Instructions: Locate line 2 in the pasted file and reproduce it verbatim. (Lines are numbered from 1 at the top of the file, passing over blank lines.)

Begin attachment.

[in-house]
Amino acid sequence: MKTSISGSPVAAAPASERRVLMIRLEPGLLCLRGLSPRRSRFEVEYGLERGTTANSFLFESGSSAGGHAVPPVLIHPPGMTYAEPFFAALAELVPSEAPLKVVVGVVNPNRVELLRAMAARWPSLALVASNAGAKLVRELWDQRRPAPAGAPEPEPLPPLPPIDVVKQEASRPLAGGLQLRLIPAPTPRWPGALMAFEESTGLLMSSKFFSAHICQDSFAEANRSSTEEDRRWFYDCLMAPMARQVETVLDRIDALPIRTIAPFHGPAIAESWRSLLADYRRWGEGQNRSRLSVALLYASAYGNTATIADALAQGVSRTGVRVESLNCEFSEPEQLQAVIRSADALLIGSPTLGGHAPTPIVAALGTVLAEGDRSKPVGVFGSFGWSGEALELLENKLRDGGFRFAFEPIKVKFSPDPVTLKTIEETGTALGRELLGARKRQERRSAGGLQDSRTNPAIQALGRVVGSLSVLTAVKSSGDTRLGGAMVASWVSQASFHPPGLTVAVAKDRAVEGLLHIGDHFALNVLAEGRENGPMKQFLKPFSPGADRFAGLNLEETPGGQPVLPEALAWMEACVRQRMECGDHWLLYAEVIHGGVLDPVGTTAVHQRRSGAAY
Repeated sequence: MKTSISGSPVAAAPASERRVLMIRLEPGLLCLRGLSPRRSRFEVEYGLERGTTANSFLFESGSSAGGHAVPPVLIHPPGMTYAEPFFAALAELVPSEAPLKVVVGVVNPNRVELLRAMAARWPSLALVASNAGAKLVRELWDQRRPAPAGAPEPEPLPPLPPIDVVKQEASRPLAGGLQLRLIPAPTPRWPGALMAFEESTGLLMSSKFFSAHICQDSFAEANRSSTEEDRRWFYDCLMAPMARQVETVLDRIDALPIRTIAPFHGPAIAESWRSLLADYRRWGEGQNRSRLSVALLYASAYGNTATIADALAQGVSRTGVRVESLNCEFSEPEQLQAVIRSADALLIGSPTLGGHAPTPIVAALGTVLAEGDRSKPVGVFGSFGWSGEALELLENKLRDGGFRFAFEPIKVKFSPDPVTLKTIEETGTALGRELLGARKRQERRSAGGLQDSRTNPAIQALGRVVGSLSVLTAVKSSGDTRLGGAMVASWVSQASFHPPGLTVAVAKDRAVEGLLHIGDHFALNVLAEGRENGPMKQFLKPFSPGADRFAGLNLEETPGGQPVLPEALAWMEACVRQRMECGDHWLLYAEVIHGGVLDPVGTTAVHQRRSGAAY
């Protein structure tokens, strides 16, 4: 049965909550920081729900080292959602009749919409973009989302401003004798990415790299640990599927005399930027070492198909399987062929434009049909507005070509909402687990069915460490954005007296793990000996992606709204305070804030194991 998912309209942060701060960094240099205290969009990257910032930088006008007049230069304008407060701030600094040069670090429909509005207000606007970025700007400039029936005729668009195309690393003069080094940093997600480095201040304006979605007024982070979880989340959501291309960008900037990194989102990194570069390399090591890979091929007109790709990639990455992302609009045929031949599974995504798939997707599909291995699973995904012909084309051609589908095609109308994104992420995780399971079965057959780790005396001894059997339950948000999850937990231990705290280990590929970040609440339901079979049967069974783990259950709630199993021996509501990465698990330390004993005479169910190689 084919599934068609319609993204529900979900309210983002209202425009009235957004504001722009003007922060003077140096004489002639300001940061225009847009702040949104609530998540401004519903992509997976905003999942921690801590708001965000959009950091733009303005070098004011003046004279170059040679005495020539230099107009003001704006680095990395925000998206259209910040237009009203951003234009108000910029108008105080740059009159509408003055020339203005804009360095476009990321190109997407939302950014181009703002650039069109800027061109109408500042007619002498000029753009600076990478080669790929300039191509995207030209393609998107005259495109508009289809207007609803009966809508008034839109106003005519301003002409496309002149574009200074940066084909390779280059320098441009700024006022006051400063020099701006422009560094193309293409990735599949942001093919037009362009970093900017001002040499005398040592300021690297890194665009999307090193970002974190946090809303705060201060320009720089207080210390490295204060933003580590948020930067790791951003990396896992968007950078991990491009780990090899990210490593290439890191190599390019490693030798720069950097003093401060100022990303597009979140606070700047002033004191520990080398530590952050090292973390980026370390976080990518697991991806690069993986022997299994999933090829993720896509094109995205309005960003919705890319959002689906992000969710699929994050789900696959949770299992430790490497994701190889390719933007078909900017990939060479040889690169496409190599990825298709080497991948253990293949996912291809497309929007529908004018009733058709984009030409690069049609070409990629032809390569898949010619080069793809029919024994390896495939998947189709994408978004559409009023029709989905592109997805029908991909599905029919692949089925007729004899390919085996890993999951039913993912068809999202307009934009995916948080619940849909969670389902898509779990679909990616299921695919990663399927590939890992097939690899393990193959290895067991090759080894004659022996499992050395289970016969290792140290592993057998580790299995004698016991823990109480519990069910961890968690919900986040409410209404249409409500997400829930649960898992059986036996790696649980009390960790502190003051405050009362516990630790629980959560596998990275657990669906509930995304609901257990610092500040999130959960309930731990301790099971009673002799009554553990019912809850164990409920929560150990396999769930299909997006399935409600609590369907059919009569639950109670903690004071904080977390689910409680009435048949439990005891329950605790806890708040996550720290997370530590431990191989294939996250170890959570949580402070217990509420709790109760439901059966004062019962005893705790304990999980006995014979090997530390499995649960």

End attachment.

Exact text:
Amino acid sequence: MKTSISGSPVAAAPASERRVLMIRLEPGLLCLRGLSPRRSRFEVEYGLERGTTANSFLFESGSSAGGHAVPPVLIHPPGMTYAEPFFAALAELVPSEAPLKVVVGVVNPNRVELLRAMAARWPSLALVASNAGAKLVRELWDQRRPAPAGAPEPEPLPPLPPIDVVKQEASRPLAGGLQLRLIPAPTPRWPGALMAFEESTGLLMSSKFFSAHICQDSFAEANRSSTEEDRRWFYDCLMAPMARQVETVLDRIDALPIRTIAPFHGPAIAESWRSLLADYRRWGEGQNRSRLSVALLYASAYGNTATIADALAQGVSRTGVRVESLNCEFSEPEQLQAVIRSADALLIGSPTLGGHAPTPIVAALGTVLAEGDRSKPVGVFGSFGWSGEALELLENKLRDGGFRFAFEPIKVKFSPDPVTLKTIEETGTALGRELLGARKRQERRSAGGLQDSRTNPAIQALGRVVGSLSVLTAVKSSGDTRLGGAMVASWVSQASFHPPGLTVAVAKDRAVEGLLHIGDHFALNVLAEGRENGPMKQFLKPFSPGADRFAGLNLEETPGGQPVLPEALAWMEACVRQRMECGDHWLLYAEVIHGGVLDPVGTTAVHQRRSGAAY